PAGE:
• Topic: Security, Defense Policy, Nuclear Weapons
  • Political Geography: China, Asia, North Korea
  • Author: Barbara Slavin, Jason Healey
  • Publication Date: 07-2013
  • Content Type: Policy Brief
  • Institution: Atlantic Council
  • Abstract: When most people think of the "military option" against Iran, they imagine a US attack that takes out Iran's most important known nuclear facilities at Natanz, Fordow, Arak, and Isfahan. They expect Iran to retaliate by closing the Strait of Hormuz, sending missiles into Israel, and/or supporting terrorist attacks on US personnel in Iraq and Afghanistan.
  • Topic: Security, Science and Technology, Terrorism
  • Political Geography: United States, Iran, Middle East, North America
  • Author: Celeste Wallander
  • Publication Date: 07-2013
  • Content Type: Policy Brief
  • Institution: Atlantic Council
  • Abstract: The Obama administration's goals for arms control and security cooperation with Russia are the right ones, but they cannot be achieved as long as US-Russian strategic stability is in question. Unless leaders in both capitals confront the new requirements for strategic stability in the twenty-first century, they will fail to seize the opportunity for further arms reductions and enhanced national security.
  • Topic: Security, Diplomacy, Military Strategy, Bilateral Relations
  • Political Geography: Russia, United States
  • Author: Richard LeBaron
  • Publication Date: 12-2013
  • Content Type: Policy Brief
  • Institution: Atlantic Council
  • Abstract: Tension between the United States and its partners in the Gulf flared up visibly in the last several months, notably with Saudi Arabia's public displays of displeasure with the US approach to the Syria conflict, nervousness about an interim nuclear deal with Iran, and sharp differences over Egypt. Gulf distrust of US intentions and actions is nothing new, and is in no small part rooted in the Gulf states' deep frustration with how the United States executed the war in Iraq, which they perceive as placing Iraq under Iran's sphere of influence. But these latest tensions also point to a fundamental gap in expectations about the US role in the region and its commitment to security for the Gulf states.
  • Topic: Security, Foreign Policy, Bilateral Relations
  • Political Geography: United States, Iraq, Iran, Middle East, Saudi Arabia, Syria, Egypt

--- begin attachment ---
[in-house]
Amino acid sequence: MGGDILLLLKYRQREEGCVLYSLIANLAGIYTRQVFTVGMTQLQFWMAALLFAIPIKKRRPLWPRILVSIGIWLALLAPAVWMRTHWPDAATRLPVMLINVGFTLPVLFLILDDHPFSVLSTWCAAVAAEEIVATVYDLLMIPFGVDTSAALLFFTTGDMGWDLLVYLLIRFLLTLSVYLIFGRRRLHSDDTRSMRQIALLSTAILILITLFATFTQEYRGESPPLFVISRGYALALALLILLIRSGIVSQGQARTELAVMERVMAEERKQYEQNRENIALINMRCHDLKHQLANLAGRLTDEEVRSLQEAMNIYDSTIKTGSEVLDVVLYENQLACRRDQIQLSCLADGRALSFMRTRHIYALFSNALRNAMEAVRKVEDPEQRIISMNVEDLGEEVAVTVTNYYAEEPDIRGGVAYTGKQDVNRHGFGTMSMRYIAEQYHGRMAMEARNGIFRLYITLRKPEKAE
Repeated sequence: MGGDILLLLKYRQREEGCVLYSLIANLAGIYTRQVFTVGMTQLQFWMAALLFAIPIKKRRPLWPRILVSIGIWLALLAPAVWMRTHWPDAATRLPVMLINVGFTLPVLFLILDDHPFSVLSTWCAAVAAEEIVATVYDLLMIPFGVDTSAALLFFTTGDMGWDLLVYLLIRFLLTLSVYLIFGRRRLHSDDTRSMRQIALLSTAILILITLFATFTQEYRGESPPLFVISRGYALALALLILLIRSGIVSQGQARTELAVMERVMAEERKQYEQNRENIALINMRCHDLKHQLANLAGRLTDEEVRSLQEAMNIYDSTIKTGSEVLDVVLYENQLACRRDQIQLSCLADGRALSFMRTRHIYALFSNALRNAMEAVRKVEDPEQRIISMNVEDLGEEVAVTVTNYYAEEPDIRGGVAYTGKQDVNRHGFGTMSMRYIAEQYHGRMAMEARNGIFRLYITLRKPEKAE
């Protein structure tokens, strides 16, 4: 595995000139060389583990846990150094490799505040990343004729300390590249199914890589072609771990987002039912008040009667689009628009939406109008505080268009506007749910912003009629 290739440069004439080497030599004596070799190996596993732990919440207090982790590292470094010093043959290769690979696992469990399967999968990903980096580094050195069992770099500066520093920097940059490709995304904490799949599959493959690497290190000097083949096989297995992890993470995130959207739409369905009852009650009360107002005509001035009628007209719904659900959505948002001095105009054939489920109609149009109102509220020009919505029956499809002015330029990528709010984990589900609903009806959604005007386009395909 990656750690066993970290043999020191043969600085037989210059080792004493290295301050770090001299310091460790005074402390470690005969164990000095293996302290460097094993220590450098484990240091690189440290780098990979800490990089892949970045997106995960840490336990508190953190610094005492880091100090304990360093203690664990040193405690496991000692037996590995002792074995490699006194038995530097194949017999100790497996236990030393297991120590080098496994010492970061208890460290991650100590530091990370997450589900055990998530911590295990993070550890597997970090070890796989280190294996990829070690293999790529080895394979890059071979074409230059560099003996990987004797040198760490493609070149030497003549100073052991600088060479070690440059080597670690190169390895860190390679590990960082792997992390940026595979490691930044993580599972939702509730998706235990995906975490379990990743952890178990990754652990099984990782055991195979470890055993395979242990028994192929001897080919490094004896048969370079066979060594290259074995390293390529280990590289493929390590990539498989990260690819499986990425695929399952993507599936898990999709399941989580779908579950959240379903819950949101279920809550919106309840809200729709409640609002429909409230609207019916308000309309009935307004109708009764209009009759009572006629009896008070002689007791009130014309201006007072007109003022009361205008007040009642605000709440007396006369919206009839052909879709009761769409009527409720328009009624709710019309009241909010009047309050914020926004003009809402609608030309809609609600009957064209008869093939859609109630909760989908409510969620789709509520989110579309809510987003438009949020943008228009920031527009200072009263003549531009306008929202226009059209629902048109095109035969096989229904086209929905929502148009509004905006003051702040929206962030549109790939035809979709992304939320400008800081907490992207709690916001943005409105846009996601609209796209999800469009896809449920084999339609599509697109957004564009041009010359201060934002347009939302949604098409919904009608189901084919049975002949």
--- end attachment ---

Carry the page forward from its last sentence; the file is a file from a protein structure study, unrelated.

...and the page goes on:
• Author: J. Peter Pham
  • Publication Date: 11-2013
  • Content Type: Policy Brief
  • Institution: Atlantic Council
  • Abstract: The links between the United States and Morocco are among the oldest of the US' diplomatic bonds. In 1777, Morocco's Sultan Mohammed III was the first foreign sovereign to recognize the independence of the thirteen former British colonies. Subsequently, the 1786 Treaty of Peace and Friendship—negotiated by Thomas Barclay and signed by Thomas Jefferson and John Adams—established diplomatic relations between the two countries. Modified in 1836 with the addition of various security and commercial protocols, the accord is still in force, making it the United States' longest unbroken treaty relationship. But as venerable as this history is, the strategic importance of Morocco to pursuing the Atlantic community's interests in the security and development of northwestern Africa has only recently become fully apparent to US policymakers and analysts. President Barack Obama's invitation to King Mohammed VI to make an official visit to the United States this year indicates the importance that both countries attach to this significant strategic relationship.
  • Topic: Security, Foreign Policy, Terrorism, Bilateral Relations
  • Political Geography: United States, North America, Morocco, Northwest Africa
  • Author: Barbara Slavin, Fatemah Aman
  • Publication Date: 11-2013
  • Content Type: Policy Brief
  • Institution: Atlantic Council
  • Abstract: When compared to its often rocky relations with Arab countries to the west, the Islamic Republic of Iran has managed to retain largely cordial ties with its neighbors to the east. Historic linguistic, religious, and cultural connections have helped Iran keep its influence in South Asia and become a key trading partner despite US-led sanctions. Because of its strategic location on the Persian Gulf and Arabian Sea, Iran provides India with access to Afghanistan and Central Asia that does not require transit through Pakistan. However, Iran and its neighbors, including Pakistan, face acute challenges such as scarce and poorly managed water resources, ethnic insurgencies, energy imbalances, and drug trafficking that require regional solutions.
  • Topic: Security, Foreign Policy, Terrorism, Bilateral Relations
  • Political Geography: Pakistan, Afghanistan, United States, Iran, South Asia, Central Asia, Middle East, Arabia, North America, Persia
  • Author: Banning Garrett
  • Publication Date: 09-2013
  • Content Type: Policy Brief
  • Institution: Atlantic Council